Postscript:

In the most recent GWPF 2017 State of the Climate report, Dr. Humlum made this observation:

“It is instructive to consider the variation of the annual change rate of atmospheric CO2 together with the annual change rates for the global air temperature and global sea surface temperature (Figure 16). All three change rates clearly vary in concert, but with sea surface temperature rates leading the global temperature rates by a few months and atmospheric CO2 rates lagging 11–12 months behind the sea surface temperature rates.”

Footnote: Why Rely on HadSST3

HadSST3 is distinguished from other SST products because HadCRU (Hadley Climatic Research Unit) does not engage in SST interpolation, i.e. infilling estimated anomalies into grid cells lacking sufficient sampling in a given month. From reading the documentation and from queries to Met Office, this is their procedure.

HadSST3 imports data from gridcells containing ocean, excluding land cells. From past records, they have calculated daily and monthly average readings for each grid cell for the period 1961 to 1990. Those temperatures form the baseline from which anomalies are calculated.

In a given month, each gridcell with sufficient sampling is averaged for the month and then the baseline value for that cell and that month is subtracted, resulting in the monthly anomaly for that cell. All cells with monthly anomalies are averaged to produce global, hemispheric and tropical anomalies for the month, based on the cells in those locations. For example, Tropics averages include ocean grid cells lying between latitudes 20N and 20S.

Gridcells lacking sufficient sampling that month are left out of the averaging, and the uncertainty from such missing data is estimated. IMO that is more reasonable than inventing data to infill. And it seems that the Global Drifter Array displayed in the top image is providing more uniform coverage of the oceans than in the past.

uss-pearl-harbor-deploys-global-drifter-buoys-in-pacific-ocean

USS Pearl Harbor deploys Global Drifter Buoys in Pacific Ocean

 

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9 comments

  1. Hifast · March 28

    Reblogged this on Climate Collections and commented:
    Excellent, thought-provoking post: SH ocean heat content; hemispheric asymmetry of land/ocean; polar land/sea asymmetry.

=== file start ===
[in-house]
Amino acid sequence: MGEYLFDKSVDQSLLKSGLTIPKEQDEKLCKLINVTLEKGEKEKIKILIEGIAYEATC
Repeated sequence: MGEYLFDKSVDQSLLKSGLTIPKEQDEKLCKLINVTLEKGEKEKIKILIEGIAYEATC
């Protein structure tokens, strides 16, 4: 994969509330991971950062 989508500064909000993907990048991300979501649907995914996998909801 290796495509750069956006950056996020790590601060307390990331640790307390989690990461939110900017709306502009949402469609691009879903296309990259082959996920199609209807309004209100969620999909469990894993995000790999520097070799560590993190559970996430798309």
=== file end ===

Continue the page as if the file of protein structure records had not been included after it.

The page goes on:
Liked by 1 person

  2. craigm350 · March 30

    Reblogged this on WeatherAction News.

    Liked by 1 person

  3. Pingback: Global Oceans Temps Falling, Now Colder Than Before 2015/16 El Nino | The Global Warming Policy Forum (GWPF)
  4. manicbeancounter · April 2

    Ron,
    Having looked HADSST recently it appears to have quite excellent coverage. There are areas lacking, such as in the Southern Ocean during the winter months. Maybe the buoys don’t work very well in the permanent darkness. 🙂

    I have recently compared the HADSST3 with CRUTEM4 and HADCRUT4. It presents a puzzle, most clearly seen from my 7 year moving average graph. The oceans appear to have slightly less warming in 1975-2014 than a similar warming period in the early twentieth-century. The reason for the combined data showing more warming in the later period is due to the land data having considerably more warming.


    https://manicbeancounter.com/2018/04/01/hadcrut4-crutem4-and-hadsst3-compared/

    Like

    • Ron Clutz · April 2

      Manic, yes it is definitely the land stations showing more warming than SSTs, and therefore, NH much more than SH.
      Of course, Australia is a special case since its stations are mostly near the coastline.

      https://rclutz.wordpress.com/2015/04/05/climate-report-from-the-water-world/

      Like

      • manicbeancounter · April 2

        I will have to see from the HADCRUT4 anomalies whether it replicates Australian BOMs figures.
        Hopefully, I will post on my reconstruction of the HADCRUT4 using the 5 x 5 gridcells. There are a number of interesting things that can be drawn. At a first attempt, I have divided the globe into 8 zones of latitude.
        I am not sure that your accounting for the divergence between land and sea temperatures showing different trends being due to most land being in the Northern Hemisphere. After all, the distribution of land masses was the same in the early twentieth century.

        Like

  5. manicbeancounter · April 2

    Ron
    In your post you show the “AMO August Index Kaplan SST

    This shows a significant leap in average temperatures in the 1990s, a feature not seen in the global averages
    This is replicated in my calculated anomal from the HADCRUT4 gridded data for 25N-45N and Gistemp for 24N-44N

    I am not sure of the significance of this feature. After all the North Atlantic is less than from around 1W to 80W (Bordeaux and Miami) or around one-fifth of the Earth’s Circumference. 25N-45N covers about one-seventh of the area of globe.

    At around 25N are the cities Miami and the southernmost point in the Canary Islands
    At around 45N are the cities Ottawa and Bordeaux.

    Like

    • Ron Clutz · April 2

      manic, I think the significance arises from the effects of those warm pulses on the Arctic and upon both Eastern North America and Western Europe. IIRC, the AMO dataset covers from the equator to Greenland.

      Like

  6. Ken McMurtrie · April 3

    Reblogged this on The GOLDEN RULE and commented:
    Anyone interested in science?

    Like